Anti-fluoride campaigners are crying foul over what they claim is a rushed attempt to push through controversial legislation over the holiday period.
If passed, the law would cement the current situation, allowing councils to add the chemical to local water supplies.
Currently councils have the power to put fluoride in community water supplies in a bid to reduce tooth decay.
Mary Byron is on a tank system and is absolutely against putting fluoride in drinking water.
"It's an unhealthy substance for us to be taking into our body," she says.
But Dr Robin Whyman disagrees, arguing: "We get reductions of around 20 to 40 percent, when we add fluoride to the water, in those decay levels."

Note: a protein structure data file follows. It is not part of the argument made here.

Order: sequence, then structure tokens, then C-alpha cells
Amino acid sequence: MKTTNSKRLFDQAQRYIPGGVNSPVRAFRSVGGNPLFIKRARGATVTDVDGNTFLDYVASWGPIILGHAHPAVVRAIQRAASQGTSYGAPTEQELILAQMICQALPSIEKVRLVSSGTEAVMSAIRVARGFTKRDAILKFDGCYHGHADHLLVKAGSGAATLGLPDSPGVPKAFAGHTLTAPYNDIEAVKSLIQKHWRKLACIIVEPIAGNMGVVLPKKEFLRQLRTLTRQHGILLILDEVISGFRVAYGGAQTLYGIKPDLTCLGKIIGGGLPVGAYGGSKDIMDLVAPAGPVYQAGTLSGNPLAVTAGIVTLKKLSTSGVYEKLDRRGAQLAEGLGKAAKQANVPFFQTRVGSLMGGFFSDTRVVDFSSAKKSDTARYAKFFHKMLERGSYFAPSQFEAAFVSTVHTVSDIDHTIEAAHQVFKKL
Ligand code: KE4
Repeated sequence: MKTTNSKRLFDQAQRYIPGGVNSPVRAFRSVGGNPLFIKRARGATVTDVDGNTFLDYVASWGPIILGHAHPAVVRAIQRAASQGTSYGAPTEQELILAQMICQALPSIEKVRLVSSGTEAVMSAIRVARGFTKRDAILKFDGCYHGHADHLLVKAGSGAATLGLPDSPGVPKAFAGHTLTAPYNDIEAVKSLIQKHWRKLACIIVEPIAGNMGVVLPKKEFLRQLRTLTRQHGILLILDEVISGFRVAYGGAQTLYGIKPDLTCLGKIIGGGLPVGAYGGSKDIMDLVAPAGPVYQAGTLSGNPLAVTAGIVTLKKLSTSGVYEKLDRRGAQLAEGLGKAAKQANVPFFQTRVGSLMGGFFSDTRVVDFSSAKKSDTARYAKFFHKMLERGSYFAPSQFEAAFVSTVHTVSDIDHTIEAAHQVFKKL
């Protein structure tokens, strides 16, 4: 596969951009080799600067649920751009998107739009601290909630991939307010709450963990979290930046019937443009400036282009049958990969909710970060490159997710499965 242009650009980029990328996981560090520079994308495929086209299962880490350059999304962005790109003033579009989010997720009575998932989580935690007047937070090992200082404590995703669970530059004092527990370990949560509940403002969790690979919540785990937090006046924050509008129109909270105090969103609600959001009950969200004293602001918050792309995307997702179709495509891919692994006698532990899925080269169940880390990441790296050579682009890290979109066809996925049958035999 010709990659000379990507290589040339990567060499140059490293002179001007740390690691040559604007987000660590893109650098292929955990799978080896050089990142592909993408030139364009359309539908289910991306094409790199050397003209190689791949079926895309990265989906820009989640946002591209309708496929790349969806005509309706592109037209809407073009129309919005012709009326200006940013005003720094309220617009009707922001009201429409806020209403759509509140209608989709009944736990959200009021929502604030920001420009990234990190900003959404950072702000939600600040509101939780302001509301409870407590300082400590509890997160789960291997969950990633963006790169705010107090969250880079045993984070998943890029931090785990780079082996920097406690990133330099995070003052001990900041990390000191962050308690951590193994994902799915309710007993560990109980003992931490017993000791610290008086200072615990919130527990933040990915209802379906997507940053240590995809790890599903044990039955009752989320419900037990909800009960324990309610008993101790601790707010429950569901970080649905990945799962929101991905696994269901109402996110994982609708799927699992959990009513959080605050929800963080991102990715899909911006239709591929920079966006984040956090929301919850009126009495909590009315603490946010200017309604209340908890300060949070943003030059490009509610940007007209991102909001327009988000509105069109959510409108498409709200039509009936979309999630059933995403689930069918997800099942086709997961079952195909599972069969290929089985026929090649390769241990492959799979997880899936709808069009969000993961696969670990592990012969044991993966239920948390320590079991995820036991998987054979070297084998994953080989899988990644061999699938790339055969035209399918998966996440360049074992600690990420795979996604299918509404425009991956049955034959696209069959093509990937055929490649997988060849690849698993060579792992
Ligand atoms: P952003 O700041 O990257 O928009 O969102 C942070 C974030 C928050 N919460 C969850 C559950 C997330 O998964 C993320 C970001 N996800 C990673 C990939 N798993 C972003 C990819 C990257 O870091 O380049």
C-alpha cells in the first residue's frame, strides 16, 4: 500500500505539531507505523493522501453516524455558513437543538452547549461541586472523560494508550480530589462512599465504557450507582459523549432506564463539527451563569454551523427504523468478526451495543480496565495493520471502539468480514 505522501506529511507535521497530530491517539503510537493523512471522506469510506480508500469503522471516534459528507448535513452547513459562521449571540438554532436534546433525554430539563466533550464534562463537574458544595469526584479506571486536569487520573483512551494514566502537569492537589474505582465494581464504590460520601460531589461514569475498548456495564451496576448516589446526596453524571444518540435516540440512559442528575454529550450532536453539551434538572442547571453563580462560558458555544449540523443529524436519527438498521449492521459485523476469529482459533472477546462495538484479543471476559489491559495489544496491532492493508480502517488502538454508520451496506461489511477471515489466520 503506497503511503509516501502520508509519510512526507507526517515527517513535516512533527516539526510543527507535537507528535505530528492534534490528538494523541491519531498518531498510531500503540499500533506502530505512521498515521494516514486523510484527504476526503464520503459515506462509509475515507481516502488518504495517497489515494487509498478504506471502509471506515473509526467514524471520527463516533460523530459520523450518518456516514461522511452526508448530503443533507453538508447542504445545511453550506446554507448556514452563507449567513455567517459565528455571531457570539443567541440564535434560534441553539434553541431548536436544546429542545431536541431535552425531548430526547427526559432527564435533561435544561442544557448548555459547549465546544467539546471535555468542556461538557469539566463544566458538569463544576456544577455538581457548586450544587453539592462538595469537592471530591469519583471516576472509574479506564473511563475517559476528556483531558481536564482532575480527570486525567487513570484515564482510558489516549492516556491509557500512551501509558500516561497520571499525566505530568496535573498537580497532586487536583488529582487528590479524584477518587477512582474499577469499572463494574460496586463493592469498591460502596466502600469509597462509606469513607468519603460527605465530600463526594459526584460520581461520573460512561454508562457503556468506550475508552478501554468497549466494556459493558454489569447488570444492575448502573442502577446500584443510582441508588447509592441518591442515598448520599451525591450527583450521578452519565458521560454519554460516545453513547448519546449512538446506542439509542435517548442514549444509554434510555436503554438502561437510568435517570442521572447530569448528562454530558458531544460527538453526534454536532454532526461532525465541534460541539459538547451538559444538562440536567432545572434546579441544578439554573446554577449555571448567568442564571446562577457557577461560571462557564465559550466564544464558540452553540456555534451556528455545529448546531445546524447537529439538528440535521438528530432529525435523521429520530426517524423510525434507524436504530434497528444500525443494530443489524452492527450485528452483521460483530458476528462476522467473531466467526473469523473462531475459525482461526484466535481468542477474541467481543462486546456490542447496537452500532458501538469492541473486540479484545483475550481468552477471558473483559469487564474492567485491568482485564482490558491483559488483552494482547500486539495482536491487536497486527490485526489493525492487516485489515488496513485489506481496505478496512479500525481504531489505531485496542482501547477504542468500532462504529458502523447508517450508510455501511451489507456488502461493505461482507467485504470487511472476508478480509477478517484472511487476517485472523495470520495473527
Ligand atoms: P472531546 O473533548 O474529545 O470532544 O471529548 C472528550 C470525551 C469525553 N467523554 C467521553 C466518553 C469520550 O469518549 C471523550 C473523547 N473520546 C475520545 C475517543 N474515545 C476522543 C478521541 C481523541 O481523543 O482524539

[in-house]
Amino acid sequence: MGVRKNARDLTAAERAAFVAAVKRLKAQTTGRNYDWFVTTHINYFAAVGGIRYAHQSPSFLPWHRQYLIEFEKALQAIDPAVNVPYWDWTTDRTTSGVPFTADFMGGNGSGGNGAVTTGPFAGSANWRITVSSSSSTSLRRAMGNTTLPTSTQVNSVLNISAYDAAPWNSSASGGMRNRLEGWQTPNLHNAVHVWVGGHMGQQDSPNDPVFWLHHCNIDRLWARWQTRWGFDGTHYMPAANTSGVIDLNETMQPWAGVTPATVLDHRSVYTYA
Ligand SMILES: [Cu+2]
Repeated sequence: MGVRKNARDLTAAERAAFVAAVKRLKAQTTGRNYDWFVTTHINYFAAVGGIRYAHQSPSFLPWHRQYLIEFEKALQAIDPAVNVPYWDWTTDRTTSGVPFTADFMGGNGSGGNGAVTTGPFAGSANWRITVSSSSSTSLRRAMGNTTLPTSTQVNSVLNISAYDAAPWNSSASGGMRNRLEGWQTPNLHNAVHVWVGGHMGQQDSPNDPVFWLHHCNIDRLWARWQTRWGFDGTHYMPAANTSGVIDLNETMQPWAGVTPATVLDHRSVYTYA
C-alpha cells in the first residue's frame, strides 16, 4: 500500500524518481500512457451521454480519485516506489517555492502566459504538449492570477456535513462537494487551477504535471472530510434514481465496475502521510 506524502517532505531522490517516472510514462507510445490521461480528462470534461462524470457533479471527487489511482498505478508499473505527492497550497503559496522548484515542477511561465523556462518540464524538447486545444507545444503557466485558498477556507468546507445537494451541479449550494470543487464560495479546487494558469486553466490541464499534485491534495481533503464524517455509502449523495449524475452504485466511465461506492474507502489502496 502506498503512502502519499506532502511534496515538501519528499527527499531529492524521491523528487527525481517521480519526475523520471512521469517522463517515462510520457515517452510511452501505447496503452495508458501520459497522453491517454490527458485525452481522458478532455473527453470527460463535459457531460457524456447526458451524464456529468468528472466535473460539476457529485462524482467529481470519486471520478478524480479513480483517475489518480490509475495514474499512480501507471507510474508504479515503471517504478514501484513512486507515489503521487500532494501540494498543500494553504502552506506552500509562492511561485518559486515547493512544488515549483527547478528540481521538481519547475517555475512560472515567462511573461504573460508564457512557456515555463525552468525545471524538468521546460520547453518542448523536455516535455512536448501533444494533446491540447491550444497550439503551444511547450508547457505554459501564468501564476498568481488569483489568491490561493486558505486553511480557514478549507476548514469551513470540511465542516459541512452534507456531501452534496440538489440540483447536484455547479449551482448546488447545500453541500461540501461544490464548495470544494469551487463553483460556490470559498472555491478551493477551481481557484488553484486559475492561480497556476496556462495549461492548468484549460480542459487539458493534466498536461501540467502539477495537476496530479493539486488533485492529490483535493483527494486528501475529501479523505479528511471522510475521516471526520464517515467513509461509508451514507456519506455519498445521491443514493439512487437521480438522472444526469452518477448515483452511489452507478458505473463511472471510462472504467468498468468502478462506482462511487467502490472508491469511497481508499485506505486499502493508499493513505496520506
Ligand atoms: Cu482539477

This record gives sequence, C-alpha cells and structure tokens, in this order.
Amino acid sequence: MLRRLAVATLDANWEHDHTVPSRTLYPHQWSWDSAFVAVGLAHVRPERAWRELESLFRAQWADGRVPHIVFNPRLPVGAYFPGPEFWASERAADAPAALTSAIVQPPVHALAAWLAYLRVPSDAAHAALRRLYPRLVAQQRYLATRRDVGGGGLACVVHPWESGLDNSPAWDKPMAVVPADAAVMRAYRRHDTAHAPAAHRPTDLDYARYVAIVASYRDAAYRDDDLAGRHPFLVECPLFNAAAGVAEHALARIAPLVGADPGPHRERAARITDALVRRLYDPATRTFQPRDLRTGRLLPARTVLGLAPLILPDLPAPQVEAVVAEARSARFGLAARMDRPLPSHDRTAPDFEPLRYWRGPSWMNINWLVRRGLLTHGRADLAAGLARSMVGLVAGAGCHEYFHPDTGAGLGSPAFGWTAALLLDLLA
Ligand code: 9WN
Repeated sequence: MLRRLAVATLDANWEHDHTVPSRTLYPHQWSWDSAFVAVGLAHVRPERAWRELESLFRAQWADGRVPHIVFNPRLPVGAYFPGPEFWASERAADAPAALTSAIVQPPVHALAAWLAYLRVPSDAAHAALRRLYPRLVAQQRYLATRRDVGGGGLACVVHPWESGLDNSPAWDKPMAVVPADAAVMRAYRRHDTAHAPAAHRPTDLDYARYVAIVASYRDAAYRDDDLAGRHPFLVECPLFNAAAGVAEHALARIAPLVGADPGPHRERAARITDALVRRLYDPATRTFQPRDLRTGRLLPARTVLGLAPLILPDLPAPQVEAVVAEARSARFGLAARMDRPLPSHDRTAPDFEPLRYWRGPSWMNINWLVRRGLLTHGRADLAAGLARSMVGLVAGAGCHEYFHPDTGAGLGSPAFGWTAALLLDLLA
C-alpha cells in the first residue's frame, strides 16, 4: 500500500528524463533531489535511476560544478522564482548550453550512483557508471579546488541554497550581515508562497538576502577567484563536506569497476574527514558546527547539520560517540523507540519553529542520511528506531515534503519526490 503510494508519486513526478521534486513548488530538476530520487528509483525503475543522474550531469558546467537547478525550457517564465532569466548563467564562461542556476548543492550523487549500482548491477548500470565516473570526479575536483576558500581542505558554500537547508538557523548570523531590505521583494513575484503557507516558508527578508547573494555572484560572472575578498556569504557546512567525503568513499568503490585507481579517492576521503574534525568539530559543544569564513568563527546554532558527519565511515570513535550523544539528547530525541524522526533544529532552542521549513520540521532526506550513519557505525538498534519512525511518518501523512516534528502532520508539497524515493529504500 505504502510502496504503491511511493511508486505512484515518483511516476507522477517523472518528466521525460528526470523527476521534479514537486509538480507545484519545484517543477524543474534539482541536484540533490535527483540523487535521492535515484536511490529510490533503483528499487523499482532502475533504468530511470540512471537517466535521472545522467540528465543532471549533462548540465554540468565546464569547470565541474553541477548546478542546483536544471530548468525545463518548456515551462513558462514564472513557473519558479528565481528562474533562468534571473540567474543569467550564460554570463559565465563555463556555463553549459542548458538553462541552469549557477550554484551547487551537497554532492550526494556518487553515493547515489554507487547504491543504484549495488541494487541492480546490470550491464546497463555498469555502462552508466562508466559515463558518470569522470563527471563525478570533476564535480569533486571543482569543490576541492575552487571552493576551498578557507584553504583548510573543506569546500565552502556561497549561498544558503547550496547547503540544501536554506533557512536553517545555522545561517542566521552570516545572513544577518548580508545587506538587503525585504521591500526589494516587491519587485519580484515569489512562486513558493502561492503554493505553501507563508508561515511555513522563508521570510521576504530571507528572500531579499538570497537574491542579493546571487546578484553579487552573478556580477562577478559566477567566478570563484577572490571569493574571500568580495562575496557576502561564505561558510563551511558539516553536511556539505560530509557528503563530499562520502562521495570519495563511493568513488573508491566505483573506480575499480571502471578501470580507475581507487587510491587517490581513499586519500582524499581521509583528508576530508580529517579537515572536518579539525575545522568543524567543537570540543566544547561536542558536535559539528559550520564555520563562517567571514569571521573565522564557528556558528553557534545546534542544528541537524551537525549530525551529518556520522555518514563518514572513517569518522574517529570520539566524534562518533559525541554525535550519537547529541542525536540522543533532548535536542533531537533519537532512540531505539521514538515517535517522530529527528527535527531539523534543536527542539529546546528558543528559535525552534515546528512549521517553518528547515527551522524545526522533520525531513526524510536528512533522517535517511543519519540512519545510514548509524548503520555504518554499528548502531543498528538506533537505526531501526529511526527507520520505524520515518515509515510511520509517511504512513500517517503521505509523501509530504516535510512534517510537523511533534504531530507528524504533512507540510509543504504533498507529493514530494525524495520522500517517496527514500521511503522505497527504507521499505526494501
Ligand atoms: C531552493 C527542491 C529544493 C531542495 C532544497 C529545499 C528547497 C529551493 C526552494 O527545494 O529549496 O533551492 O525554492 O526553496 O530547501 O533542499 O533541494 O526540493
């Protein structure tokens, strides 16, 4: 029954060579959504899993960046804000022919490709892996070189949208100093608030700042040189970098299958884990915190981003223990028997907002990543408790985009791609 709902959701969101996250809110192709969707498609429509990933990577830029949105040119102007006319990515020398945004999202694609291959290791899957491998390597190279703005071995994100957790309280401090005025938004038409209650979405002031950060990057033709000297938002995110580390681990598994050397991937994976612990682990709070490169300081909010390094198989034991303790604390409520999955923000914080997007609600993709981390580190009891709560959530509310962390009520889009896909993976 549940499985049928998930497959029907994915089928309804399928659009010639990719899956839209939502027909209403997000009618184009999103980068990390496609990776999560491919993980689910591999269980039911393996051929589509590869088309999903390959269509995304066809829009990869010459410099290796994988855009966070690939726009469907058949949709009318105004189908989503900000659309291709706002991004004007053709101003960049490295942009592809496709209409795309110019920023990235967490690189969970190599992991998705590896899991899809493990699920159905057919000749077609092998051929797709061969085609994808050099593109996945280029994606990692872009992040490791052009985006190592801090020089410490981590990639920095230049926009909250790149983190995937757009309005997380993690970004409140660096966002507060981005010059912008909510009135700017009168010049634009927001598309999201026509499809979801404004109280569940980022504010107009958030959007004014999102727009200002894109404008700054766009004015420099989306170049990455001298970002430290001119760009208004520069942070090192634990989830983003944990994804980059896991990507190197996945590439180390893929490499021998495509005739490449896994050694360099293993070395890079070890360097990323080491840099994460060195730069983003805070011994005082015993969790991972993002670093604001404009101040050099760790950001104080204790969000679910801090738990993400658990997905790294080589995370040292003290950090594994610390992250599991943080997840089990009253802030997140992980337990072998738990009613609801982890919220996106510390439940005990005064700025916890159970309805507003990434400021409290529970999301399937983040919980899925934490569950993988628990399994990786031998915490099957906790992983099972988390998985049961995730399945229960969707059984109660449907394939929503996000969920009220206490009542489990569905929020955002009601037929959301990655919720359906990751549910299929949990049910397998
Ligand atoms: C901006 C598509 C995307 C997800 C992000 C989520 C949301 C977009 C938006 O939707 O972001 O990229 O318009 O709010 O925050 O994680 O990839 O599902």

Anti-fluoride campaigners have been to court arguing the chemical's components are subject to the Medicines Act and legally it can't be added to water supplies.
The court ruled fluoridation was legal but now the Health Ministry wants to clarify the current law.
"It would make it very clear that under the Medicines Act, at the low concentrations we're talking about for community water fluoridation, fluoride in that regard is not a medicine," Dr Whyman says.
Anti-fluoride campaigners say holding public submissions on the proposed amendment over the New Year period is an attempt to rush it through while everyone is on holiday.
The anti brigade is appealing the court decision in a few months and says the Health Ministry's attempt to wrap up public submissions on the matter before then is unfair.
"It's really disappointing it just doesn't give us enough time to put in a proper submission or to let people know what's going on. It's just circumventing all due process," Ms Byrne says.
Cabinet will make the final decision on the proposed amendment later this month.